McHenry County Board member Mike Walkup posted the following as a comment. It explains a lot of how we got where we are with regard to township government:
Here is the skinny on this whole effort.Back in 1974, Bob Anderson got wind of an effort that was being made by a Republican paralegal in Rock Island who worked for legal aid there and who wanted to abolish all of the Democrat controlled townships in that county.
Bob circulated petitions all Summer, along with his wife, Judy, and a handful of supporters, and managed to collect 13,000 signatures, a probably unprecedented accomplishment at the time.
As soon as he filed he was challenged by township officials.
There were two grounds for the challenges.
First, they said he didn’t have enough valid signatures and made a number of objections, many of which were spurious.
Second, they said he used the wrong language for the petitions.
In turns out that in response to the Rock Island efforts, the state township lobbying organization, Township Officials of Illinois (TOI) had gotten the legislature to amend the Township Code in terms of the requirements for petitions, 3 times in the space of 4 years.
This was to throw the township opponents off base.
It worked, as the Rock Island paralegal was continuing to advise people of the language he had used but in the interim the language had been changed.
Bob took his advice and used language which was no longer sanctioned in the statute.
It turns out, however, that the TOI had outsmarted itself and had inadvertently gone back to a previous version of the Township Code which had a lower signature requirement when they changed the language.Bob hired me to represent him (which I did free of charge).
I caught the fact that the signature requirement had been lowered and brought that up at the hearing before the county election board.
This caused the township supporters to drop the signature challenges, which would have taken hundreds of hours to go through, and rely instead on the wrong language issue.
After losing at the election board, Bob went to court, and I arranged for him to hire some outside counsel who were state renowned election law specialists.
We were successful in getting Judge Franz in Woodstock to reverse the election board’s ruling and place it on the ballot.
The townships filed an appeal.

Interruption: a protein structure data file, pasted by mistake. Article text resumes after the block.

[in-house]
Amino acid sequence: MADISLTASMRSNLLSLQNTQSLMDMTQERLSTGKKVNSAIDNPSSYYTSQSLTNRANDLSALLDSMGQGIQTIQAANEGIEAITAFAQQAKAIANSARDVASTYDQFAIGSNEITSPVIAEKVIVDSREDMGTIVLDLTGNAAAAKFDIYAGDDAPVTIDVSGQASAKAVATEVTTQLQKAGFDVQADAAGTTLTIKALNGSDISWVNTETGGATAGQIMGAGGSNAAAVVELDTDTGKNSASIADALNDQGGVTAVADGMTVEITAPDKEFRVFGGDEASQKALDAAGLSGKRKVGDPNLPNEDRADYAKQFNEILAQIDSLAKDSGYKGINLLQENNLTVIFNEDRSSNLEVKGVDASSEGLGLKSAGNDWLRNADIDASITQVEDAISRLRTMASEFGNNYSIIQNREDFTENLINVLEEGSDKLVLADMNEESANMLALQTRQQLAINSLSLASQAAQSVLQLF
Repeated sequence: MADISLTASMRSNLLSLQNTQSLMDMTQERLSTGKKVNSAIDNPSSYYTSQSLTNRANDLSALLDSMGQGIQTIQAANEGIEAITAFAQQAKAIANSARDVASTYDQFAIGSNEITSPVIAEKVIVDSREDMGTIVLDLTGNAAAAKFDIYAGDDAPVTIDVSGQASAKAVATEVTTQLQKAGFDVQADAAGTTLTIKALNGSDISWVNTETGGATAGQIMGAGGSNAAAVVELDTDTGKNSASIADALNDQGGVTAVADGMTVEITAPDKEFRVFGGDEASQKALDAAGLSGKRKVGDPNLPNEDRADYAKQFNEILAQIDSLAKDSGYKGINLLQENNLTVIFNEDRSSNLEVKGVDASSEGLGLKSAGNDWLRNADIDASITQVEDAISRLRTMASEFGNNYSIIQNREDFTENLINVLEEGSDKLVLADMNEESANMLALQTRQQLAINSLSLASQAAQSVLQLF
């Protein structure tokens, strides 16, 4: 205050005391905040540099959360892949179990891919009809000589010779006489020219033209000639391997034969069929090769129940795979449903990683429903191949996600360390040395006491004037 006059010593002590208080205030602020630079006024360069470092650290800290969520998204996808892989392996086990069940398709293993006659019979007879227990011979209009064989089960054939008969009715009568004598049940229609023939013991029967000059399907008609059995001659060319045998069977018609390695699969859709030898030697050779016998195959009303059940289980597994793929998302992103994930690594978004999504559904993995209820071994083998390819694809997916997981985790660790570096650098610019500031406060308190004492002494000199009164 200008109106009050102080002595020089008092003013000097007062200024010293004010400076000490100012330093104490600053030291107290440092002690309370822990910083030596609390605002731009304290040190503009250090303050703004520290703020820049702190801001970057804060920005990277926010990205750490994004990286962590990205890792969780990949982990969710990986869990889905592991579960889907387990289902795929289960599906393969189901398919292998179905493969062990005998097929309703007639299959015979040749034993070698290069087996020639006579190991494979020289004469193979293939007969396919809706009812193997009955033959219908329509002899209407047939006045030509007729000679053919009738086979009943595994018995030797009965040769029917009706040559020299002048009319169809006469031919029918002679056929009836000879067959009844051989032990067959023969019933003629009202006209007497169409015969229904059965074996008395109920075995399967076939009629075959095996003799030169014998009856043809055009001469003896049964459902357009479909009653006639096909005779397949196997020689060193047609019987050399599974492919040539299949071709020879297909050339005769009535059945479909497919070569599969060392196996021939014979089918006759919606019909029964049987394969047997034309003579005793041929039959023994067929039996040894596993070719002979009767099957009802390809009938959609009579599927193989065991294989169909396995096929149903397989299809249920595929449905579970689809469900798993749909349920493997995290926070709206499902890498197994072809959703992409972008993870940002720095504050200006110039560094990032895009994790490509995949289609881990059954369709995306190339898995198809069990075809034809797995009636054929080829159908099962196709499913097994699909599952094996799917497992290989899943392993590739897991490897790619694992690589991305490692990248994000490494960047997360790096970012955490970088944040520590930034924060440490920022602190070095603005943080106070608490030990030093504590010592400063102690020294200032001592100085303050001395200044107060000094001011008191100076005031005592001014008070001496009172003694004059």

This appeal was eventually decided in Bob’s favor but not until just a couple of days before the election, which didn’t allow time for campaigning.
The referendum was defeated by a 3 to 1 margin.
There were two issues raised during the campaign by the township supporters.
One was that if you abolish all of the townships, you have to go to a three member Commission which replaces the County Board.
This is because originally the County Board was composed of township supervisors.
When this was declared unconstitutional as a violation of “one person one vote” principles, the law was never changed.
The second was that there were no provisions for other units of government to take over the township functions.
Therefore, there was no provision for who would maintain the township roads, do the assessments, etc.
Moreover, if such a referendum were to be passed, it would take effect immediately, so there would be no transition period.
If it passed at a Fall election, there would be no authority for the county to take over the snow plowing on township roads.
If it took place at a Spring election, the township assessors would not be able to complete the assessments for that year and the county assessor would not be authorized to do so absent intervening legislative action.
Following the election, a task force was therefore set up at the state level chaired by our own Rep. Ann Hughes.
This task force was supposed to address the transition issues and provide mechanisms for the transfer of township functions in the event that townships were abolished in a county.
Instead of doing that, the task force, under pressure from the TOI, simply passed a bill that made it more difficult to abolish all of the townships in the county by requiring that 3/4ths of the townships had to approve by majority vote in each one, instead of just a majority vote in the county as a whole.
(This is probably not a bad idea but the fact remains that they deliberately stopped there and the task force was disbanded).
In the intervening period, Bob has tried unsuccessfully to have the transition legislation addressed, including coming before the County Board and asking for us to request that from the General Assembly.
The Board took no action.
That’s where it stands now.
The consolidation approach was selected because there are specific provisions for transfer of functions from the previous townships to the newly consolidated township, along with a time schedule that allows for the transition to occur before the next township elections.
It also does not affect the size of the County Board.